As I sit here typing I am reminded of a story I recently told about my daughter. We were approached about her joining a traveling soccer team when she was quite young. We talked to her and asked her thoughts and what she wanted to do. Because this was a travel team, we would be on the road most weekends of the season. She loved soccer. She gave every ounce of herself to the game. She practiced hard and played hard. I fully expected her to jump at the chance to play in an even more competitive arena. She surprised us all when she said no. Her reasons may surprise you. It wasn’t the extra work involved or the idea of having to travel. She didn’t want to give up her Saturdays. You see Saturdays were set aside for adventures. Some would find us at the beach for the weekend. Some were spent at home watching movies. While some took us on a car ride around the state just to see what we could find.  

We made family time a precious priority from the beginning of our children’s existence, and they leaned into it as they grew. Please, please do not misunderstand that I believe playing sports on the weekend is wrong. I do not believe that. Had she chosen to play, we would have supported that choice. I have learned that just as individuals have personalities, so do families. The personality of our family did not support weekends spent at a soccer field. But for some that IS family time. And it is precious!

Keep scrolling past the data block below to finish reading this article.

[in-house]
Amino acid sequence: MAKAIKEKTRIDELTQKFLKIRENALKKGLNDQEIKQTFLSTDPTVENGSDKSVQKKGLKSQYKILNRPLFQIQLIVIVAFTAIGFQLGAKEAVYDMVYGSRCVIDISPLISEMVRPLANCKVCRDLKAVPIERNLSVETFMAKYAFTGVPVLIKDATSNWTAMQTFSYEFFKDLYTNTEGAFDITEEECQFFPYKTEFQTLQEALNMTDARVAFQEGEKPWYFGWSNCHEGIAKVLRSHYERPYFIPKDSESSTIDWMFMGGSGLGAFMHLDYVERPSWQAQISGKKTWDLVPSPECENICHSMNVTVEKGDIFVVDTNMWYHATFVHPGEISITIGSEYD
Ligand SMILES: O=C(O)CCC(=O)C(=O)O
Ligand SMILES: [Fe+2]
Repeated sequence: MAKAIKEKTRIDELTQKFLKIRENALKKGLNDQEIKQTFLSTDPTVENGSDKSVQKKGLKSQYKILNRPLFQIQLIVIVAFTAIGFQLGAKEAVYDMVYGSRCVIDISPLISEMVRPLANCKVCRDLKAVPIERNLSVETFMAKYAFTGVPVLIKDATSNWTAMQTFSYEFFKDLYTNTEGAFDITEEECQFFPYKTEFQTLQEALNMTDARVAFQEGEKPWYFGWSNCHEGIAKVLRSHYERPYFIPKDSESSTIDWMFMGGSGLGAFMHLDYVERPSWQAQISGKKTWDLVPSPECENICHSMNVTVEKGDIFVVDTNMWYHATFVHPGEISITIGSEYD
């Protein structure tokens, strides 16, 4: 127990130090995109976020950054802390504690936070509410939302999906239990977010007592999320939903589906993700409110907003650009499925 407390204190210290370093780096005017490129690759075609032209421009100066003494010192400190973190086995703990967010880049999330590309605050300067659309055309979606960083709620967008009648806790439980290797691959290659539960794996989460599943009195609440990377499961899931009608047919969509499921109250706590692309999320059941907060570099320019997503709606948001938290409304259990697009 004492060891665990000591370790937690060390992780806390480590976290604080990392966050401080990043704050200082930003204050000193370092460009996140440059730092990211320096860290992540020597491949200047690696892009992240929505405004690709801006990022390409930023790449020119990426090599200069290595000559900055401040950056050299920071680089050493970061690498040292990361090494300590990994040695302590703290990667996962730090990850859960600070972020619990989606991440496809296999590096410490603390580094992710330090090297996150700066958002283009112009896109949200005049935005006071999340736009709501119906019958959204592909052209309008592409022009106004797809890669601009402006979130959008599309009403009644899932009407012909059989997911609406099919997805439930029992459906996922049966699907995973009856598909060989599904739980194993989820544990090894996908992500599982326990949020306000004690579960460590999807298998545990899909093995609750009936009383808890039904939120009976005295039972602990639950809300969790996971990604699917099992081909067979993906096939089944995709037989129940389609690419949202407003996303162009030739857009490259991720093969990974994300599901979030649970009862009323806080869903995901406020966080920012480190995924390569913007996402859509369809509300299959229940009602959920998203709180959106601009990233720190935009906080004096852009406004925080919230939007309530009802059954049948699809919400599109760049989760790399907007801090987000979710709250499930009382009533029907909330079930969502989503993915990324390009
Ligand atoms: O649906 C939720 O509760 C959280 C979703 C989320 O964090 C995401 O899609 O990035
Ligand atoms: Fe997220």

As I look back at all the things we did right AND wrong, one specific thing stands out to me. My children saw me read and study the word of God. They heard and saw me pray. They were included in reading the Bible, studying the Bible, and praying. As a parent, I guarded our time together. I made choices that would make them healthy, active, caring members of society. But more importantly, as a Christian parent, I introduced them to Jesus. I showed them how to pray to God and how to be sensitive to the Holy Spirit. I made certain they knew that no matter what life threw at them, their strength would be found in HIM. The table that held our nightly dinners also hosted our morning devotions. The car that took us to practice, school, and games also heard daily prayers for our family, our friends, our schools, our church, and our world.  

At this time, one of my children is not following the Lord. I know that he has the knowledge of a Savior and will one day commit his life fully to Jesus. The other one chases after Him with a fierceness that I can only hope to emulate. I would encourage you to protect the time with your children. They will be out of your house before you can blink. What will they take with them for their eventual children? Take the day off, drive around your area to see what wonders you can find. Have dinner at the table and let them talk to you about anything. Take prayer requests on the drive to school and then pray with them. Feed them the Bread of Life along with the celery and carrots.

Written by: Betty Ann NeSmith. Betty Ann lives in Boston, GA with her husband, Payton.